1. Black Butler: Book of Circus (Kuroshitsuji: Book of Circus)


Studio: A-1 Pictures          Air Date: July 10th – September 12th, 2014

Accolades: Best Adaptation, Best Sequel (Runner-Up)

Who doesn’t love the circus? While Kuroshitsuji may not be everyone’s cup of tea, I’d highly recommend Book of Circus a try. Most studios struggle to fit a cohesive story into your standard one-cour length of 12-13 episodes. Book of Circus shows that this can be done in ten episodes. Perfect as either a stand-online series or as the true spiritual successor to the popular first season of KuroshitsujiBook of Circus is guaranteed to enthrall and provoke. Despite having a large cast of characters, Book of Circus balances character development with plot movement against the perfectly colorful and sinister Noah’s Ark Circus backdrop. Not all stories have happy endings, and it’s often the tragic ones that stay with us. And mark my words, Book of Circus’s ending will stay with you.


6 thoughts on “Anime Monographia’s Top 5 Anime of 2014

  1. Yeah, Magi seems to have flown under people’s radars this year. I enjoyed it, though. I didn’t find it as charming as the first season, though, and the war was kind of a slog to get through.

    Speaking of which, you never finished your Magi essays, did you? I was really enjoying those…


    1. Haha, guilty as charged. I’ll be finishing up the two remaining Magi essays sometime in the early half of this year. (Scheherazade’s essay should be fun to write). I meant to finish those last year but fall season and real life caught me off guard. With 12 Days out of the way though, I’ll have some more time to write some longer pieces.

      I can see why you would prefer the first season–it’s a lot more character focused, but I kind of dig how epic Magi’s getting (and if you’re following the manga, it’s pretty darn epic). To be sure, it’s a tougher act to balance politics, war and characterization but Magi’s done that okay so far. The Magnostadt arc was one of my favorites and Mogamett was a very complex, empathisable antagonist.


  2. Keep on spreading the Magi love. You’ve picked a nice screenshot here; Magi had a talent for looking quite dynamic, if not for consistency.

    I love the show. In hindsight, though, I find myself forgetting details about it, though never the spine of the story or any of the characters. And that, I suppose, is the unfortunate thing about Magi: its got remarkable bones, and that makes you wish that it was remarkable all the time.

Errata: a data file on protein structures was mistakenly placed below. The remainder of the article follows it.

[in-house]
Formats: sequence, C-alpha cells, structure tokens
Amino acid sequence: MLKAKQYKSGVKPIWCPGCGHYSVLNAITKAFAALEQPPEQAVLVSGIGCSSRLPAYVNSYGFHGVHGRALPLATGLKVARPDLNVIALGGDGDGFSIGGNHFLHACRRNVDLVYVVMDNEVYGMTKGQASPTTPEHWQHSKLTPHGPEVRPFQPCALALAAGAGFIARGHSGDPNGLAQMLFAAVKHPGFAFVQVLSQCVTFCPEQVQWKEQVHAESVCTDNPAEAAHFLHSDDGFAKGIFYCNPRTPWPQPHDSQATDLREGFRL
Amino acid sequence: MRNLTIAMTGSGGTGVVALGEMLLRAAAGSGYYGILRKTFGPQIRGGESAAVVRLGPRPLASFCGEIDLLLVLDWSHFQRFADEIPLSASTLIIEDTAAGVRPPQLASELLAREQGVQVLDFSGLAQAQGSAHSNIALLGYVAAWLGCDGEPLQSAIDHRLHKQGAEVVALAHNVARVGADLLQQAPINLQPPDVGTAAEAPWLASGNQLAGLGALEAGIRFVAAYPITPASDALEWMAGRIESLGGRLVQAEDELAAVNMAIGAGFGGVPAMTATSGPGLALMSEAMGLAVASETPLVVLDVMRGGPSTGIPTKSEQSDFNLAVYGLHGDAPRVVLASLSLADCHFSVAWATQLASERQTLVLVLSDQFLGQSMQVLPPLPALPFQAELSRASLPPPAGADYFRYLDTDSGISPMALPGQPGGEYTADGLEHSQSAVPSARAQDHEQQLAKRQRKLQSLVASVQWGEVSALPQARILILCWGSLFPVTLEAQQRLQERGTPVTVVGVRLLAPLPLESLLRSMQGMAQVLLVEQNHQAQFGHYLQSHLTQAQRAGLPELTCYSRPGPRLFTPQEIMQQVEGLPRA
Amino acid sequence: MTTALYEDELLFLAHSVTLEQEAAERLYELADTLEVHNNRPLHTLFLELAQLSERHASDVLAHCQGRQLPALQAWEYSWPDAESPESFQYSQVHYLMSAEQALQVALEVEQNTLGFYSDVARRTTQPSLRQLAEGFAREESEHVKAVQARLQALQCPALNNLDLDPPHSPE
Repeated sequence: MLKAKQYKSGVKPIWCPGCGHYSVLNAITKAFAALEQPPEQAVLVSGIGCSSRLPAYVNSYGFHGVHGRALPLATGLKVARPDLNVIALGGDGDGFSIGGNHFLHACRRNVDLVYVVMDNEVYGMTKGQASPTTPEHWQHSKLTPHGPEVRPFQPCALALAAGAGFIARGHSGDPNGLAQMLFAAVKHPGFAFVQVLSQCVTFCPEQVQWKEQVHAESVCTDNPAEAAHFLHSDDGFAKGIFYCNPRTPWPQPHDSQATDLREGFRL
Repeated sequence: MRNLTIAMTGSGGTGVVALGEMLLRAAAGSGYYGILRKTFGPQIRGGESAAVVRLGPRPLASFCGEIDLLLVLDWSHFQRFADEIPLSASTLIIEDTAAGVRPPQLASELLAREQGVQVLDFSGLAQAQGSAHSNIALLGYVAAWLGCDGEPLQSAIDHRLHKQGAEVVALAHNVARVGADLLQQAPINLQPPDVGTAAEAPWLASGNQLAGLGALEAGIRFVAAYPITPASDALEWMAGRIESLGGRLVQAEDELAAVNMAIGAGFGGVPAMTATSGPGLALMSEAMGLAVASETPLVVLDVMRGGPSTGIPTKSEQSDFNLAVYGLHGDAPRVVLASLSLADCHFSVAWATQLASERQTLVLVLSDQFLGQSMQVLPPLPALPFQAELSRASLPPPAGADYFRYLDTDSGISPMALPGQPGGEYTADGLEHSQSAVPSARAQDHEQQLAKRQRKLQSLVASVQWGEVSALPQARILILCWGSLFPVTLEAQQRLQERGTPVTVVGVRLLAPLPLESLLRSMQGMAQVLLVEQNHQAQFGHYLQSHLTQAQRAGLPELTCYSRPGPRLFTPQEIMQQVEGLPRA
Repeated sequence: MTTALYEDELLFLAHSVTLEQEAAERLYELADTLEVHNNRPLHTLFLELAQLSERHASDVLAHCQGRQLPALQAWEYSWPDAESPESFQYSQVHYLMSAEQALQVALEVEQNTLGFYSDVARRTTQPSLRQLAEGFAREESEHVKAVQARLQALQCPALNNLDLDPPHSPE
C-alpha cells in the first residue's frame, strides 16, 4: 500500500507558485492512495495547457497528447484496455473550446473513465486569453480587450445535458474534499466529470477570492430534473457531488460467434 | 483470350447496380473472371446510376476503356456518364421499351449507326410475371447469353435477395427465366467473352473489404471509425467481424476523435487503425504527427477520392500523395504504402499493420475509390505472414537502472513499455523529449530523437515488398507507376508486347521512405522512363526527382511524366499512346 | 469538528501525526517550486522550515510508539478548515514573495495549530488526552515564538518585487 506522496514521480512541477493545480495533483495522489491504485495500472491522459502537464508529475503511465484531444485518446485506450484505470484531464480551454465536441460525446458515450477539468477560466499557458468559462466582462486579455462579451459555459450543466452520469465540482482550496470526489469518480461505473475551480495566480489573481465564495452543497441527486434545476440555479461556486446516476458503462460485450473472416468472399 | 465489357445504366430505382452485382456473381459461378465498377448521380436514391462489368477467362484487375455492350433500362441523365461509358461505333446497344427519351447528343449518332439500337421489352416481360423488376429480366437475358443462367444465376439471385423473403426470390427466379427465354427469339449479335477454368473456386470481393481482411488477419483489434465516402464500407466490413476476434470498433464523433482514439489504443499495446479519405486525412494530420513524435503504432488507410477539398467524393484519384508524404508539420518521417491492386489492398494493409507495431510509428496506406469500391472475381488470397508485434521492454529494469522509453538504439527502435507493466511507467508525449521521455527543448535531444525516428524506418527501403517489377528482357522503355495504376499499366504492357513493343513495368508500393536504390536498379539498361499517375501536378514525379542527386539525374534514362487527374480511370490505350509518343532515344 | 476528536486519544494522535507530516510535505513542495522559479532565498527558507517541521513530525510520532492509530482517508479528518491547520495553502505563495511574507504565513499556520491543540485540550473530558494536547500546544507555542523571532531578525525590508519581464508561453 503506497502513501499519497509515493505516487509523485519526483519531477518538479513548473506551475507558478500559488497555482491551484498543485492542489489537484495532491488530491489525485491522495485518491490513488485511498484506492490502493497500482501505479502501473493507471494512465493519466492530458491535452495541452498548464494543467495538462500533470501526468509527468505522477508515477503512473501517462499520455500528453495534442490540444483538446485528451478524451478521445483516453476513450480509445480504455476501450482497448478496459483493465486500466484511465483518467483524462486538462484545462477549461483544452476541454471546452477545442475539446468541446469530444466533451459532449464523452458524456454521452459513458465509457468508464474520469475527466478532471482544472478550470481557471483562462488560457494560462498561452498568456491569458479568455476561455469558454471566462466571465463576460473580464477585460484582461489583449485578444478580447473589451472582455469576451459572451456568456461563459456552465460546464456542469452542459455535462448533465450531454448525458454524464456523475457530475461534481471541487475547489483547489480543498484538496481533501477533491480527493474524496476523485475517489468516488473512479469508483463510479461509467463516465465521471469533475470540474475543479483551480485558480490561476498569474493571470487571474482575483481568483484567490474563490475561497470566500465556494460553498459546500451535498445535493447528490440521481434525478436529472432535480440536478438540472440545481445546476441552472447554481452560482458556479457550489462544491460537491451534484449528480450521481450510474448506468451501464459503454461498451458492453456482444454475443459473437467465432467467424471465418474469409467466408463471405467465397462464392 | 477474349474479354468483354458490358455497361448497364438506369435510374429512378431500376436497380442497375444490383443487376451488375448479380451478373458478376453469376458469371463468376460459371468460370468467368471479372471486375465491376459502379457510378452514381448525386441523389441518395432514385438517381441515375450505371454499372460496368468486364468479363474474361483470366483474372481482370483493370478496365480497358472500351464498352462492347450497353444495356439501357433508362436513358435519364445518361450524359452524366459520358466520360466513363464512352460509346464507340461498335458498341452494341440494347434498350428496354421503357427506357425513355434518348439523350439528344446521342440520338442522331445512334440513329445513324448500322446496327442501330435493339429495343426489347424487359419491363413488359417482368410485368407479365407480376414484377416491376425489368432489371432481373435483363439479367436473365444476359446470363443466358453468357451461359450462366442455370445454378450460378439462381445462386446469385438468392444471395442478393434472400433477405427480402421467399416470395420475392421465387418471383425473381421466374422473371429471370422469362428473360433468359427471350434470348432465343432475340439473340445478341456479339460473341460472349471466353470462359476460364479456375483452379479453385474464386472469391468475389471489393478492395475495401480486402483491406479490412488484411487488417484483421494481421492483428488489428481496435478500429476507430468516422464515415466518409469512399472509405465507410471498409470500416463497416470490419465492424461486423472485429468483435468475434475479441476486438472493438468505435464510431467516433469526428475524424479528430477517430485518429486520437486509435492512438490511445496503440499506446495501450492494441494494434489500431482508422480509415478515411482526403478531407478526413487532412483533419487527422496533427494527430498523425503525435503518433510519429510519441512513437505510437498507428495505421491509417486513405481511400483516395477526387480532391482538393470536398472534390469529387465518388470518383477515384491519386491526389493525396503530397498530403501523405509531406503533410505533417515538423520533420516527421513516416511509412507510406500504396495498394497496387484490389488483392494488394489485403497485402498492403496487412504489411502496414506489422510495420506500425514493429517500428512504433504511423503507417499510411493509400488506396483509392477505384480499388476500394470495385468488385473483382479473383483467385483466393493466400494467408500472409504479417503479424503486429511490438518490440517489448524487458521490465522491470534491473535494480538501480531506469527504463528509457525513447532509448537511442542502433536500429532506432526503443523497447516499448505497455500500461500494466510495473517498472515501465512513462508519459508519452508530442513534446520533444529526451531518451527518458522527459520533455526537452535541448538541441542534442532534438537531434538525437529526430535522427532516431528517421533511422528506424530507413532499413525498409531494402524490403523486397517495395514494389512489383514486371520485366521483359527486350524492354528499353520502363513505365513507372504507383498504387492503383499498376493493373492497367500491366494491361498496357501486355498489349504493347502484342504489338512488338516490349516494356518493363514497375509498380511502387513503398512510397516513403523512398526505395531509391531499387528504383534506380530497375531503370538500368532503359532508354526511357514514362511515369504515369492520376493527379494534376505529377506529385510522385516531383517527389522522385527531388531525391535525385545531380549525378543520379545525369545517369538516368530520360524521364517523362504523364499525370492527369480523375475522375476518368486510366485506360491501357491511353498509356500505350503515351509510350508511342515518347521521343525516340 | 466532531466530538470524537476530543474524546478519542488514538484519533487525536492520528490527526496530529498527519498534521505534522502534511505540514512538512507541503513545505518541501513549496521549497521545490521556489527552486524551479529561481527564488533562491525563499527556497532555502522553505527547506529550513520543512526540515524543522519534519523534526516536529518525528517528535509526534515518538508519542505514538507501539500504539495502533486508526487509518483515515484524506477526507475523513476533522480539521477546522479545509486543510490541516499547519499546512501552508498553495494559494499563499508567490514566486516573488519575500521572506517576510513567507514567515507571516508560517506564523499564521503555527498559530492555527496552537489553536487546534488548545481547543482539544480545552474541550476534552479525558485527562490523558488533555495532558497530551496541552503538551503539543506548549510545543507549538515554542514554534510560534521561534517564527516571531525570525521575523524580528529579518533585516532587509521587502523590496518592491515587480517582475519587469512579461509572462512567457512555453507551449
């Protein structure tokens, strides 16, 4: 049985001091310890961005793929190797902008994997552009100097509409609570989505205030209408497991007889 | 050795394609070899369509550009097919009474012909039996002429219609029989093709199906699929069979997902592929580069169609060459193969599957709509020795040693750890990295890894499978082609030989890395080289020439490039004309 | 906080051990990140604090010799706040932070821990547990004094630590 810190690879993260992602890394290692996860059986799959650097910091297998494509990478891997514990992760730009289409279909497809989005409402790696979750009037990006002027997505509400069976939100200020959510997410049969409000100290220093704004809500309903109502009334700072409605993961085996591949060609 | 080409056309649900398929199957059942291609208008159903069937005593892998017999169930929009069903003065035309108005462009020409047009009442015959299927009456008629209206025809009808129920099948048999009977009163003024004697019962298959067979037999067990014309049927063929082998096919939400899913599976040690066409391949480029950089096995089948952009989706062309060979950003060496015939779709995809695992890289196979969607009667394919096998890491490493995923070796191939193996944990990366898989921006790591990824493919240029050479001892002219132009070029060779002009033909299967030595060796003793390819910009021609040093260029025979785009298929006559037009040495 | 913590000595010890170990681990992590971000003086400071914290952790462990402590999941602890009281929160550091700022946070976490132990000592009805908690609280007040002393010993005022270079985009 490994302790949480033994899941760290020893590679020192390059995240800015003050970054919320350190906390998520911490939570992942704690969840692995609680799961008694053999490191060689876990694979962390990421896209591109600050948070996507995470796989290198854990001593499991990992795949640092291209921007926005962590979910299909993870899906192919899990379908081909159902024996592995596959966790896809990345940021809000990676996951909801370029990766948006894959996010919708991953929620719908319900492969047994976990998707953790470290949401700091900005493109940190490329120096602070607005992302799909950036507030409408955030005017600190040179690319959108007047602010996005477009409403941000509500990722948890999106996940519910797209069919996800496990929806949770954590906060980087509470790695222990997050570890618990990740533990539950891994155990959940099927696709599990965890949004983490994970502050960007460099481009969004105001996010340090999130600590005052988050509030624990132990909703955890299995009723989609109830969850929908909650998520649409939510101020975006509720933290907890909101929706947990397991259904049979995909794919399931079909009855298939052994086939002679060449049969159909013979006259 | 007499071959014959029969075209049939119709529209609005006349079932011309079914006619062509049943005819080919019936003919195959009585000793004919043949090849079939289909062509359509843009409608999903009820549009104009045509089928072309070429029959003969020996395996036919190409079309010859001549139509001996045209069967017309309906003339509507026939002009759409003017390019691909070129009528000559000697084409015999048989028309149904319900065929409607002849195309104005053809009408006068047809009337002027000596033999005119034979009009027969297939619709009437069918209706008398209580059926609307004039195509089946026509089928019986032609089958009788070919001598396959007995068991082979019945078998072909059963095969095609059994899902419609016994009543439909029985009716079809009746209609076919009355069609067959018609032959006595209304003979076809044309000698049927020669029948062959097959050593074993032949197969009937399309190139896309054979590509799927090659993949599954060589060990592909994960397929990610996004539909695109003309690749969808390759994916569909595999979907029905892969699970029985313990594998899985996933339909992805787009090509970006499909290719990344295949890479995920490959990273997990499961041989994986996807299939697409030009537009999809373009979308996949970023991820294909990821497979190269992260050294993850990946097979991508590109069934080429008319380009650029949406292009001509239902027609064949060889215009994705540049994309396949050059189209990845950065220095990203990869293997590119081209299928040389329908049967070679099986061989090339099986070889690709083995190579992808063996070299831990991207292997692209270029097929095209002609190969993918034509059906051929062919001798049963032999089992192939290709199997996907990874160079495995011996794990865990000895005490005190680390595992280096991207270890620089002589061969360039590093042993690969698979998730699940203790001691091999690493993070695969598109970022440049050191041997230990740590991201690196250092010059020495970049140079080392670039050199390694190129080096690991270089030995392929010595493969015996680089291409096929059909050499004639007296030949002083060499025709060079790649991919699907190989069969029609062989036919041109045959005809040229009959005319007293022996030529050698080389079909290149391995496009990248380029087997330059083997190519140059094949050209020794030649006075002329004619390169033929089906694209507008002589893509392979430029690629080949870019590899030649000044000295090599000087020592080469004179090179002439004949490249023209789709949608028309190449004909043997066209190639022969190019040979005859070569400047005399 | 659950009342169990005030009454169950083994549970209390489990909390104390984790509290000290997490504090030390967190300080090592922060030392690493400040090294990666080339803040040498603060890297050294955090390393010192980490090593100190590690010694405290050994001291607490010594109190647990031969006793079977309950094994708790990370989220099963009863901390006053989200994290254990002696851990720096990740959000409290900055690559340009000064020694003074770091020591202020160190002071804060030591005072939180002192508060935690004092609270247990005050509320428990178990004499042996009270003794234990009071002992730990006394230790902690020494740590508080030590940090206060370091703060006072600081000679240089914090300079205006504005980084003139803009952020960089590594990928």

1. That’s a really good way of describing Magi! As long as Magi sticks to its characters, rather than forget itself in trying to do too much, the story will stay fresh. Yep, Magi offers lots of opportunities for good screenshots–even with the action scenes, we get very crisp images, which is something I can’t say for other titles.


  3. I haven’t seen Nobunaga Concerto, although I heard of a live-action Japanese drama of the same name. Supposedly some events and characterisation was altered.

    Side note : Nobunaga the Fool wasn’t bad, but you really needed to know tarot card meanings and how they related to that week’s episode’s events and/or characterisation. Sometimes I felt they were forcing the story to match the weekly tarot theme.

    Garo: I watched a bit of the source tokusatsu series. Most times the main leads are surly, silent types, who always wear trenchcoats; something like Leon. It’s more violent than normal tokusatsu, although still just as campy looking.


    1. For Nobunaga Concerto, I haven’t seen the live-action either (I suppose I will at some point), but I’ve heard that it wasn’t as good as the anime.

      I liked the premise for Nobunaga the Fool well enough (a historical story crossed with some alternate universe sci-fi and mechas? Sign me up) but the execution of the narrative left me disappointed. It was still better than Nobunagun, which was absolutely pointless.

      For Garo, haha, you must have seen the first two series, featuring Saeijma Kouga. Yeah, he’s as surly as they get but the newer Garo series break away from this mold (if you haven’t yet, check out Yami o Terasu Mono and/or Makai no Hana). I like Ryuga and Raiga because they’re much friendly and quirkier than Kouga, who Leon seems to be modeled after. Will be interested to see how they develop Leon’s character now that he’s lost Garo to another (which is something that’s never happened to any of the Garo protagonists). I rather enjoy the blend of violence and camp, though I imagine it might be an acquired taste.